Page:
Plunged into a severe recession, accentuated by the health crisis and the sharp drop in oil prices, Algeria could be forced to resort to external debt. Anxious to preserve its sovereignty, Algiers has so far excluded all financing from the International Monetary Fund. But it may better to go early, while it still has room to negotiate terms.
Coronavirus: Prosus shines with increased demand for food deliveries
Home food delivery and digital ways to pay for it are suddenly all the rage. That means it’s time for a fresh look at Prosus.
The company, spun off by South African media conglomerate Naspers on the Amsterdam and Johannesburg stock markets in September 2019, is effectively Naspers trading under another label in the hope of attracting a broader investor base. Analysis of both Prosus and Naspers shares is usually dominated by the stake held in Chinese tech giant Tencent – and the discount to the value of Tencent at which they trade.
But the unlisted Prosus portfolio also includes stakes in Swiggy, the leading food delivery service in India, iFood in Latin America and Delivery Hero, which operates in 40 countries. Prosus also owns 100% of PayU, which operates in South Africa, Nigeria, Kenya and 15 other markets globally.
Prosus shares have held up fairly well during the coronavirus pandemic: on 15 April they traded at around 62 euros in Amsterdam, versus 68 euros on 2 January. Operational improvements in Prosus’s unlisted portfolio can drive the share price higher, regardless of what happens to the discount to net asset value, says Patryk Basiewicz, an equity analyst in London. “The unlisted part is actually very sexy.”
- Due to coronavirus, the unlisted parts of Prosus “will become cash generative much faster than previously thought,” Basiewicz says.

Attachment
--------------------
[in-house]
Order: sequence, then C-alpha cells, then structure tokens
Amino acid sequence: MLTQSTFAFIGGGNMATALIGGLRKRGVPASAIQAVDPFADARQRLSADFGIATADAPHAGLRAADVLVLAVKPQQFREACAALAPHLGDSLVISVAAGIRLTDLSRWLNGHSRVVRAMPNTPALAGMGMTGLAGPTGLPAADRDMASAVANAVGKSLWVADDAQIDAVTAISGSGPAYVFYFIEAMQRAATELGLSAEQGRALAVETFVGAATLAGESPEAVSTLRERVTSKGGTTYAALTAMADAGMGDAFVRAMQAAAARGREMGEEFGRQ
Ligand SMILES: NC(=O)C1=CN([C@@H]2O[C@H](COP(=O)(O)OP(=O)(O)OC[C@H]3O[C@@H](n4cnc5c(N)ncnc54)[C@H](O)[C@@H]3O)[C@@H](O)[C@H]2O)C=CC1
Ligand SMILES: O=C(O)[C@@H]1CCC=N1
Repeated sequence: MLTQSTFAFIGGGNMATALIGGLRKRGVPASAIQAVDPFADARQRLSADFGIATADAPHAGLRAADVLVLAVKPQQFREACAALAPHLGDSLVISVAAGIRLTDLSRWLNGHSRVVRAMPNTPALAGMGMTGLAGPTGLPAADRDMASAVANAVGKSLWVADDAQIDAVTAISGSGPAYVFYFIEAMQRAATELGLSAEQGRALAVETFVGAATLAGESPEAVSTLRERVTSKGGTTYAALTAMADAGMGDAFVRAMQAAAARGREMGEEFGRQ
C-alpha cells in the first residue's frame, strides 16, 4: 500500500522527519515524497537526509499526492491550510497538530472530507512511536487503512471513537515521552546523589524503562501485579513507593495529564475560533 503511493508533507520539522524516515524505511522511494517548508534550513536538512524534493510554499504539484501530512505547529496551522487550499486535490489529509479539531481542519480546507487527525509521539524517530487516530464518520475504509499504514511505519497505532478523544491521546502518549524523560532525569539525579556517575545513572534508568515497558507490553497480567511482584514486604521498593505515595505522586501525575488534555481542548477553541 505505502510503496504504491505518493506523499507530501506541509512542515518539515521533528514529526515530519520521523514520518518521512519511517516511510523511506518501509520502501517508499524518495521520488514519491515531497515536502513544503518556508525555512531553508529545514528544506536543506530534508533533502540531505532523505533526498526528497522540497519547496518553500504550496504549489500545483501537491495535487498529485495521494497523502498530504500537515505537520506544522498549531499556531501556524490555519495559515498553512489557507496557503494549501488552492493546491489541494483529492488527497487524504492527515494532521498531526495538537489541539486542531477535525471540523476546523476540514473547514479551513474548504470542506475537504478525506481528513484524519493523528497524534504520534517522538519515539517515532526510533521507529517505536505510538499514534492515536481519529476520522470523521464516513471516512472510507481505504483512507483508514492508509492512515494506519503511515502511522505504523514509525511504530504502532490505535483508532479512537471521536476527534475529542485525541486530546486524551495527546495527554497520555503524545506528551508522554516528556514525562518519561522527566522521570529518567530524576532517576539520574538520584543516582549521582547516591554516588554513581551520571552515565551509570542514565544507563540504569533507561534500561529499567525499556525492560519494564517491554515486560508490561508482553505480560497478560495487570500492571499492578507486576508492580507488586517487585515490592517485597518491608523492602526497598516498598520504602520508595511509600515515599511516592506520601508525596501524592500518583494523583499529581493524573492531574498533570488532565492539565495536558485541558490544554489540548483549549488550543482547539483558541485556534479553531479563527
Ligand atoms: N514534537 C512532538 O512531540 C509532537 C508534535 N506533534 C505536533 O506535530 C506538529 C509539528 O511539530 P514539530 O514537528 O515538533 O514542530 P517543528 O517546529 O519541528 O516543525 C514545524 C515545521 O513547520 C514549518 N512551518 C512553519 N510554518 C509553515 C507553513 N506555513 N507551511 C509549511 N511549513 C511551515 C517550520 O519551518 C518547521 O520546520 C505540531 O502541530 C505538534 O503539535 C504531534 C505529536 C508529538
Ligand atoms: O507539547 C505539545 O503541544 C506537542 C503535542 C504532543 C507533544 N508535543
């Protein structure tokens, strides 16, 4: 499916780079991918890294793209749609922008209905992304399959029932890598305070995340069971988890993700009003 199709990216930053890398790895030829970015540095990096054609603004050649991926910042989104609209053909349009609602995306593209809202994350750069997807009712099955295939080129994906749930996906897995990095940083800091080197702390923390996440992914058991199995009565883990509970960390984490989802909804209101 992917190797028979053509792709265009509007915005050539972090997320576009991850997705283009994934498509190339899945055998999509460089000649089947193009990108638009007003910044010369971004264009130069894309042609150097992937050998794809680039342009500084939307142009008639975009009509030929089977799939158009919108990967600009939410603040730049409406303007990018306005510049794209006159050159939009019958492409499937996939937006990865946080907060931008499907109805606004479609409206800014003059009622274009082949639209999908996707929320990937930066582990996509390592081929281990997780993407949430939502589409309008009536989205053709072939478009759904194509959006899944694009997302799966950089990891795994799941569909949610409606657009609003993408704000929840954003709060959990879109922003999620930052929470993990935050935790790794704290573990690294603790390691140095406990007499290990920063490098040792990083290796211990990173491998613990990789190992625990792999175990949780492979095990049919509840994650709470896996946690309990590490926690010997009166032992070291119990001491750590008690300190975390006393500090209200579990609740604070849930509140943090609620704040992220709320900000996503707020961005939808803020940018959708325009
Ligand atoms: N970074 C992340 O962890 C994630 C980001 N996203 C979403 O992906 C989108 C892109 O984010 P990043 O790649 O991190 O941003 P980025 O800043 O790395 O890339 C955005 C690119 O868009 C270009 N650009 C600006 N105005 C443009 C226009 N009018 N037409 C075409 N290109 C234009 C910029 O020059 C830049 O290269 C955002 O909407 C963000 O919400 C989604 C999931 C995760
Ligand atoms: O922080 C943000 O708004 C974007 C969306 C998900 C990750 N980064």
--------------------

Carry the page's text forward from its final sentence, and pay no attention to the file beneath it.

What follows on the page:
- Food delivery capabilities could potentially be expanded to any kind of goods. This will create the possibility of dividends, which will cut the discount. “People will see it as a real investment.”
Basiewicz, who grew up in South Africa, sees Prosus as a buy on a five-year horizon. He notes that five years is now longer than it used to be. The opportunity cost of investing in Prosus holds him back from a strong recommendation. “Everything is cheap and there are lots of companies with potential.”
There needs to be solid performance in the unlisted portfolio over the next six to 12 months to support the investment case, he says. Prosus is likely to be tempted to make acquisitions over the next year – it may be wise to wait and see what they will do. “There are too many moving parts at the moment.” But in the longer term, the pandemic can be “a clear positive” for the company.
The PayU model will need an upgrade:
- At present PayU is purely geared to the processing of transactions and needs to offer more added value, he says.
- Basiewicz gives the example of goods which are ordered online, but are either never delivered, or do not arrive in a satisfactory condition.
- This require chargebacks and refunds, which PayU can’t yet facilitate.“They really need such a system to take full advantage of COVID.”
- PayU may have to accept some of the risk involved from banks in order to offer the capability, he says. “That step hasn’t been taken.”
In a piece published on Smart Karma, Basiewicz also points to the potential of Prosus’ online educational apps such as Udemy and BYJU.
- If some online learning outcomes during confinement surprise on the upside, he says, there may be “a permanent shift in supply and consumption of education services.”
- Though education is only a small part of the portfolio, the apps could be sold to raise cash to develop other businesses, he says.
The onus is now with Prosus management, which “has to show some credible performance metrics” to measure progress. Investors need confidence that they won’t waste cash and dividends would help to reassure them, Basiewicz says.
The Bottom Line: Given the favourable positioning of its businesses, Prosus is in a strong position to win over new investors over by putting dividends on the agenda.